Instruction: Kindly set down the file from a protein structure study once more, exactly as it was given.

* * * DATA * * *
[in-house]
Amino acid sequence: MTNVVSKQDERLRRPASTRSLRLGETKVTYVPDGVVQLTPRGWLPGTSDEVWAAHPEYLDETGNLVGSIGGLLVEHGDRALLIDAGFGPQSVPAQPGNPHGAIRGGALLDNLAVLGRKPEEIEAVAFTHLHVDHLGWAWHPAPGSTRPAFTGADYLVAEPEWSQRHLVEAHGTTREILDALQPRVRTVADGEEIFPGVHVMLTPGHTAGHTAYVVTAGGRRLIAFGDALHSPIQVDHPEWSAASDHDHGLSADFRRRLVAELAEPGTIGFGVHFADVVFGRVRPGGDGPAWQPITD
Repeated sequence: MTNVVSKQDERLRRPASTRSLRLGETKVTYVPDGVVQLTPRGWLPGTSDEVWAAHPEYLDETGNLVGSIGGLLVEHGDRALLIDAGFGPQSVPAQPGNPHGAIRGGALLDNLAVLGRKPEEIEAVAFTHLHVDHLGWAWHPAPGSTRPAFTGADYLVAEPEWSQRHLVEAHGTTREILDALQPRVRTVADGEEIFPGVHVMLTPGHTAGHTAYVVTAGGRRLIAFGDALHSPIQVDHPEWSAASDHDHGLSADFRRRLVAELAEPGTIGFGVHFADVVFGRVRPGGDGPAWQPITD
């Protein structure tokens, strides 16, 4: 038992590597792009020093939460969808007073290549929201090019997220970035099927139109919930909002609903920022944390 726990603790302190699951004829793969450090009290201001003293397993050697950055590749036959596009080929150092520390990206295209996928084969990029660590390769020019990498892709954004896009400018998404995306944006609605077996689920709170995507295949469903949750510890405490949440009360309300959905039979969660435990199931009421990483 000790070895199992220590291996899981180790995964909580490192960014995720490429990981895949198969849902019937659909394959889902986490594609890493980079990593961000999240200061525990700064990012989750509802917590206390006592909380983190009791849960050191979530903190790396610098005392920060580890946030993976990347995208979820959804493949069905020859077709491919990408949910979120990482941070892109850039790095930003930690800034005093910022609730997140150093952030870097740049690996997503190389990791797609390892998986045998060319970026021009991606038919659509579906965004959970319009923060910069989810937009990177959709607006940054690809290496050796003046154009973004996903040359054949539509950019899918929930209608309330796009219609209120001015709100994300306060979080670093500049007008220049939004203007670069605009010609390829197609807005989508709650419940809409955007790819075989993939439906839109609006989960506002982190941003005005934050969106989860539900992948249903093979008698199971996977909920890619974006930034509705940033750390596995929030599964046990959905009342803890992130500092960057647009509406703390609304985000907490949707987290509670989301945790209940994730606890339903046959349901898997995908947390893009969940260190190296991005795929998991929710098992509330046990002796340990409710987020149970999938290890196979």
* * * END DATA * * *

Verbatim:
[in-house]
Amino acid sequence: MTNVVSKQDERLRRPASTRSLRLGETKVTYVPDGVVQLTPRGWLPGTSDEVWAAHPEYLDETGNLVGSIGGLLVEHGDRALLIDAGFGPQSVPAQPGNPHGAIRGGALLDNLAVLGRKPEEIEAVAFTHLHVDHLGWAWHPAPGSTRPAFTGADYLVAEPEWSQRHLVEAHGTTREILDALQPRVRTVADGEEIFPGVHVMLTPGHTAGHTAYVVTAGGRRLIAFGDALHSPIQVDHPEWSAASDHDHGLSADFRRRLVAELAEPGTIGFGVHFADVVFGRVRPGGDGPAWQPITD
Repeated sequence: MTNVVSKQDERLRRPASTRSLRLGETKVTYVPDGVVQLTPRGWLPGTSDEVWAAHPEYLDETGNLVGSIGGLLVEHGDRALLIDAGFGPQSVPAQPGNPHGAIRGGALLDNLAVLGRKPEEIEAVAFTHLHVDHLGWAWHPAPGSTRPAFTGADYLVAEPEWSQRHLVEAHGTTREILDALQPRVRTVADGEEIFPGVHVMLTPGHTAGHTAYVVTAGGRRLIAFGDALHSPIQVDHPEWSAASDHDHGLSADFRRRLVAELAEPGTIGFGVHFADVVFGRVRPGGDGPAWQPITD
């Protein structure tokens, strides 16, 4: 038992590597792009020093939460969808007073290549929201090019997220970035099927139109919930909002609903920022944390 726990603790302190699951004829793969450090009290201001003293397993050697950055590749036959596009080929150092520390990206295209996928084969990029660590390769020019990498892709954004896009400018998404995306944006609605077996689920709170995507295949469903949750510890405490949440009360309300959905039979969660435990199931009421990483 000790070895199992220590291996899981180790995964909580490192960014995720490429990981895949198969849902019937659909394959889902986490594609890493980079990593961000999240200061525990700064990012989750509802917590206390006592909380983190009791849960050191979530903190790396610098005392920060580890946030993976990347995208979820959804493949069905020859077709491919990408949910979120990482941070892109850039790095930003930690800034005093910022609730997140150093952030870097740049690996997503190389990791797609390892998986045998060319970026021009991606038919659509579906965004959970319009923060910069989810937009990177959709607006940054690809290496050796003046154009973004996903040359054949539509950019899918929930209608309330796009219609209120001015709100994300306060979080670093500049007008220049939004203007670069605009010609390829197609807005989508709650419940809409955007790819075989993939439906839109609006989960506002982190941003005005934050969106989860539900992948249903093979008698199971996977909920890619974006930034509705940033750390596995929030599964046990959905009342803890992130500092960057647009509406703390609304985000907490949707987290509670989301945790209940994730606890339903046959349901898997995908947390893009969940260190190296991005795929998991929710098992509330046990002796340990409710987020149970999938290890196979």